Humility: the clerk is the servant of the meeting. The clerk will, where space allows, be seated facing the others in the meeting. The clerk is not there to lead the meeting but to help provide the meeting with a clear structure and to capture the resulting decisions. Just as a good Chair will distinguish between his or her personal view on an issue and the 'sense of the meeting', the clerk will ‘stand aside’ - literally moving to a different position - when giving a personal view during the meeting.

Contributions and 'air-time': Each person is generally expected to speak only once to each agenda item and only then to make a point not yet made. The extent to which this approach is applied varies but there is a general expectation that people will speak sparingly and not seek to respond every time an opposing view is expressed.

Navigating conflicting views: Quakers do not vote in meetings because they 'believe this would emphasise the divisions between differing views and inhibit the process of seeking [the right way forward]'. This removes a tool which many Chairs find reassuring - the option of calling a vote - but charity Chairs should, in any event, be seeking to make decisions by consensus where possible. No one watching Parliamentary debates on Brexit can fail to see the danger involved in emphasising the divisions between those with different views. Where divisions are serious, the Quaker business method offers a variety of tools for airing and resolving issues in dispute. For example, 'threshing meetings' provide a forum for expressing different opinions openly, and sometimes forcefully, in order to defuse a situation before a later meeting for worship or business.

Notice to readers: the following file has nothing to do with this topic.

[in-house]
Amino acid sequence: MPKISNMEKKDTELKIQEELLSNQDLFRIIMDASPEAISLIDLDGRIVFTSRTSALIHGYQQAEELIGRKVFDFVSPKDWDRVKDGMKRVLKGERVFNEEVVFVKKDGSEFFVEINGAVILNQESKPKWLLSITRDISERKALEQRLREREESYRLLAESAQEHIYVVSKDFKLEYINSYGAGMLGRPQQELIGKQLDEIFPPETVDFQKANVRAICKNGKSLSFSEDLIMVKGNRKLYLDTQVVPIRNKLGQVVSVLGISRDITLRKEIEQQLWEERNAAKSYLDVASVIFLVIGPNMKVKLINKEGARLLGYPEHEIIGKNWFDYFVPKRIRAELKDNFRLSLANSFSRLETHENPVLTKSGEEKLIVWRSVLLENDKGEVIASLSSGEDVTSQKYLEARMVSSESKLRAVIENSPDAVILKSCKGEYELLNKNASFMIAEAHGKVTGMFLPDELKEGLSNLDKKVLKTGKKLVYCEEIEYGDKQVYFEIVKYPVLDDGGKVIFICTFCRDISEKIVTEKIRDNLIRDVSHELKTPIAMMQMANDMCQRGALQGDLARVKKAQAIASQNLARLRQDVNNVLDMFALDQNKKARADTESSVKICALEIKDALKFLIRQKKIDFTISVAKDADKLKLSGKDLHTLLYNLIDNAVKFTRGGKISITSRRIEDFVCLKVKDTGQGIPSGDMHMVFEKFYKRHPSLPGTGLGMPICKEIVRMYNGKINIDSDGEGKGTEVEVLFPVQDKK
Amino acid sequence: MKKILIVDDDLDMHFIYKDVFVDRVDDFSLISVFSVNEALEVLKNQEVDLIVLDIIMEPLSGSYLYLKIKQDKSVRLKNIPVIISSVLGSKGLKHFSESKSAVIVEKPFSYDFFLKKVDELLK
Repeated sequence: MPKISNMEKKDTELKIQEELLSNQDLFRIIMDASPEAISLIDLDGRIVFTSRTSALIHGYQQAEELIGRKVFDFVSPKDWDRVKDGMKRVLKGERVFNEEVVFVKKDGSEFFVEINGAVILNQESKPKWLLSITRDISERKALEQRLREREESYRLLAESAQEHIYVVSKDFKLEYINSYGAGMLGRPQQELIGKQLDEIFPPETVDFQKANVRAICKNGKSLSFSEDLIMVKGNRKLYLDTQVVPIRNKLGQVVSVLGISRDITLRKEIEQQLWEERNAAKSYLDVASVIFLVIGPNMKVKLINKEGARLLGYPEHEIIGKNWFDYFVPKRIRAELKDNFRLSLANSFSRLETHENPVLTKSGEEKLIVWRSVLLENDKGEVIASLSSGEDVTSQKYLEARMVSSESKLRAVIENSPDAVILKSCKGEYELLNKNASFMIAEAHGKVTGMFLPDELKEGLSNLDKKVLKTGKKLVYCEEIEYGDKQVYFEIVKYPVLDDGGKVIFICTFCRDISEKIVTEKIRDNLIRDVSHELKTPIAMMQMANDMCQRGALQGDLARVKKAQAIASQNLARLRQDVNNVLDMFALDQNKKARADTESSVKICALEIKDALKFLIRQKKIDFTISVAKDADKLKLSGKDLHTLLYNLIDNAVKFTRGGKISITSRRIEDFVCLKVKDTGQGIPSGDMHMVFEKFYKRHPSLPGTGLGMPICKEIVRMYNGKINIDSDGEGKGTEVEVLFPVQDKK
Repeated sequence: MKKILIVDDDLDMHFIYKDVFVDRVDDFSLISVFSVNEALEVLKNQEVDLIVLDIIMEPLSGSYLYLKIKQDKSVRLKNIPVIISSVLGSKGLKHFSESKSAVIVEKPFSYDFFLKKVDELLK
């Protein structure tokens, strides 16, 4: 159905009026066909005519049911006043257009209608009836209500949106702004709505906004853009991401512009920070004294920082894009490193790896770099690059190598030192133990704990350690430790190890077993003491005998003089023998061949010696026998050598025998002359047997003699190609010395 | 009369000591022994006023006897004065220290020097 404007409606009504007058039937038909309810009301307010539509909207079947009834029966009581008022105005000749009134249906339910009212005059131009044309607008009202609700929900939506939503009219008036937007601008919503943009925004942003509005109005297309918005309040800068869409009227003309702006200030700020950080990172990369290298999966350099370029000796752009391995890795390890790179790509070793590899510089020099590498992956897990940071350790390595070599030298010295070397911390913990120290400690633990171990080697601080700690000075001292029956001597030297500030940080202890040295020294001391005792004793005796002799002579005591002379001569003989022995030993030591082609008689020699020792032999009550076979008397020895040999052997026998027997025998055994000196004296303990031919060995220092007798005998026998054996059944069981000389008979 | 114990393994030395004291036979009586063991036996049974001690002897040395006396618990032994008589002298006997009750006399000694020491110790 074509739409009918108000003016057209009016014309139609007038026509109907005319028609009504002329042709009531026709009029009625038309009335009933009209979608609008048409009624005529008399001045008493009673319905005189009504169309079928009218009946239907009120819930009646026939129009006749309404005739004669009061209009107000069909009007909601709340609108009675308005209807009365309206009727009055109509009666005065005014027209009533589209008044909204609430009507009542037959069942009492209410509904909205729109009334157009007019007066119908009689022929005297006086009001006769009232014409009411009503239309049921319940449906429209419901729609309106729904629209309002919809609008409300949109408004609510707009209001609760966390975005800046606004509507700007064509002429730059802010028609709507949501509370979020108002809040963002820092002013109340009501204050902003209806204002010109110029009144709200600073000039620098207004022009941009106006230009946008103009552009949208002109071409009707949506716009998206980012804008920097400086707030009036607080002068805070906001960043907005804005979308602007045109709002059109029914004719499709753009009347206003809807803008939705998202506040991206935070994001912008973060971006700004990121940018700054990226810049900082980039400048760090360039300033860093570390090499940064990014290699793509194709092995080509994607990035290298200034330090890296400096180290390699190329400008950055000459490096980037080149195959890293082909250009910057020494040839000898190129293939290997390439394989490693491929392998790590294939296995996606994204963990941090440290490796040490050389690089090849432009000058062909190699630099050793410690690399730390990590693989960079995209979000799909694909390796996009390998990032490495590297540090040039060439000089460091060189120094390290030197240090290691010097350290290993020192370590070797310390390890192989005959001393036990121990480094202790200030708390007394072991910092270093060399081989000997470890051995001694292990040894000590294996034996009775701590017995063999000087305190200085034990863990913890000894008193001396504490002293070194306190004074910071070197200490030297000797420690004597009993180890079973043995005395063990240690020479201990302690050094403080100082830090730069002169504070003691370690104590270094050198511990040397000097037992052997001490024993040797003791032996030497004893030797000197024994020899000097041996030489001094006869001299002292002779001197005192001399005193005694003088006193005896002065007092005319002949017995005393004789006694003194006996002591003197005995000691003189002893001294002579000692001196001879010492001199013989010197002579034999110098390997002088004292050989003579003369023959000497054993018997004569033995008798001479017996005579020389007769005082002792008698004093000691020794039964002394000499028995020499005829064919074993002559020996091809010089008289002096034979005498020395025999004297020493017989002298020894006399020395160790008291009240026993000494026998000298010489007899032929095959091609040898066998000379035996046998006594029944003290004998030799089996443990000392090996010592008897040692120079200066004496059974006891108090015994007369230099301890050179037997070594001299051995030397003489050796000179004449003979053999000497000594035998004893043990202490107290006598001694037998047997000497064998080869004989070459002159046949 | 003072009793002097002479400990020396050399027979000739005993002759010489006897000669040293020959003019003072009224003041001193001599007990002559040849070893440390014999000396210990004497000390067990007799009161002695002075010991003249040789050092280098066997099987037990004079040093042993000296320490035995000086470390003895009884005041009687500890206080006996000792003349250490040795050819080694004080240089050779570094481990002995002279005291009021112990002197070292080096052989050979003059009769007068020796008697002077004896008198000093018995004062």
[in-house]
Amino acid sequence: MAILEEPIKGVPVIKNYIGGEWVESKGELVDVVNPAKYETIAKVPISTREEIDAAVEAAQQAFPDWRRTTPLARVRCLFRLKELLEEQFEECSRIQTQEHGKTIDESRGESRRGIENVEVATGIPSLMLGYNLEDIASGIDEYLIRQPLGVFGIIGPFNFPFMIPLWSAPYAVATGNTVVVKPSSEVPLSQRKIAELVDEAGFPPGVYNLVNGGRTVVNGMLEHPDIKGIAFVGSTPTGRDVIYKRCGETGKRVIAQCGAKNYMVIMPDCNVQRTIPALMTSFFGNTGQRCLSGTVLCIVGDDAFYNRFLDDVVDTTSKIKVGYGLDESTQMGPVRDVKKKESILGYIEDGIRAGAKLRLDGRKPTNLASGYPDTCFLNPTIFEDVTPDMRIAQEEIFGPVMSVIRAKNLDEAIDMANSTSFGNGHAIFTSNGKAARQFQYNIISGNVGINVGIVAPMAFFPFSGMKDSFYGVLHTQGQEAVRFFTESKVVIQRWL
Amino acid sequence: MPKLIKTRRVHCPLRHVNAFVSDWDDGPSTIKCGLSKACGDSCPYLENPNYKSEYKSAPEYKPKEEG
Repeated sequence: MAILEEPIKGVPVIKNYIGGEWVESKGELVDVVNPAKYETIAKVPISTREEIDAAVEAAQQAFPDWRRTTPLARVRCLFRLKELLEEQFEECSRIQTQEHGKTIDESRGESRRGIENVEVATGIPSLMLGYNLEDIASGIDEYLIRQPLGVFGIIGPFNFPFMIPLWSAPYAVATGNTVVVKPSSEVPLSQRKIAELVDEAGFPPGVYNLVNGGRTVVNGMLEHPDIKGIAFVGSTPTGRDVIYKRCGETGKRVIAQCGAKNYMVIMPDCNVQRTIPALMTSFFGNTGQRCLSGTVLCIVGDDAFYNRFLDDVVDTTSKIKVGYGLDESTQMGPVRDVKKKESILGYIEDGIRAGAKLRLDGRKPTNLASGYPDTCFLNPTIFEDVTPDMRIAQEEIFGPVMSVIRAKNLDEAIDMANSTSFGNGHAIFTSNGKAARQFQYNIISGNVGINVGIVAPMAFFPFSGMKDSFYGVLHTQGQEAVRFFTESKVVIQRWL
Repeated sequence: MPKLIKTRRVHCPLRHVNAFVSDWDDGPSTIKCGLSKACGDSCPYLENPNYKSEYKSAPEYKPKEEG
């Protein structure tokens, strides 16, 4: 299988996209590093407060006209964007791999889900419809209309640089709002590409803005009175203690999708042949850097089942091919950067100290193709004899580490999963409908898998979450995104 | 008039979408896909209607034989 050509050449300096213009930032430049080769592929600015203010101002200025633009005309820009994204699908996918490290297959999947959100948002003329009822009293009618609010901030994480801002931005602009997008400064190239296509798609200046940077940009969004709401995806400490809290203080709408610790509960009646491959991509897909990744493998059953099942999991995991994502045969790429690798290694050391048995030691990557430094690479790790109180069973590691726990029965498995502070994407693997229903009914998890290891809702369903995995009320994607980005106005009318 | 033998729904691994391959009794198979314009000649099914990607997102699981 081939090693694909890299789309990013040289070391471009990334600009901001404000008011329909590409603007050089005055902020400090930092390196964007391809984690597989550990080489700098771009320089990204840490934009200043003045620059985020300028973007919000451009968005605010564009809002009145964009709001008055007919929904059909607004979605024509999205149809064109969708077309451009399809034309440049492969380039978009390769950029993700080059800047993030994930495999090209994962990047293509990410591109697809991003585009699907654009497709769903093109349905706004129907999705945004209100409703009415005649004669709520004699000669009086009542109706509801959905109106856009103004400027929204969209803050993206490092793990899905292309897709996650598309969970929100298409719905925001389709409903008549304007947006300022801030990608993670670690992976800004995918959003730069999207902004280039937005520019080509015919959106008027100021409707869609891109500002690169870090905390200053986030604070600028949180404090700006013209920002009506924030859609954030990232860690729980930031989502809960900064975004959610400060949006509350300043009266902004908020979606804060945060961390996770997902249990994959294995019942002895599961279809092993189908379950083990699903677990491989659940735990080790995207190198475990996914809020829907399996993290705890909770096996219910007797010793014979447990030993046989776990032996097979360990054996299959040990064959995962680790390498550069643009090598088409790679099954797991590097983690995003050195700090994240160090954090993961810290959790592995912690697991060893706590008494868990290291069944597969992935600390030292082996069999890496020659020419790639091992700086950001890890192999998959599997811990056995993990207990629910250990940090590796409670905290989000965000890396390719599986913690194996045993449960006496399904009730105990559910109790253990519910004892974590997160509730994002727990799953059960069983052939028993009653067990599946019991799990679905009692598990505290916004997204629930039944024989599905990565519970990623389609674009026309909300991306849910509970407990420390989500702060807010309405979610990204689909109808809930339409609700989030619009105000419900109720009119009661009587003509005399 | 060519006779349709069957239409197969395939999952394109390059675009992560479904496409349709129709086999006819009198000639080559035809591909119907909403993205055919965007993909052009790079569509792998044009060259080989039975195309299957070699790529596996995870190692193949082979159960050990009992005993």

Contemporaneous minutes: the minutes are written and agreed as decisions are made in the meeting. This avoids the chore of writing or reviewing minutes after a meeting which many Chairs may recognise. It can however place considerable responsibility on the clerk who must capture the result of the meeting in a minute that all those present can unite behind - and do so with very limited time to reflect. If this process is carried out carefully, it can take some time but the decision reached as a result will have the support of all present so that it can be implemented quickly and with commitment.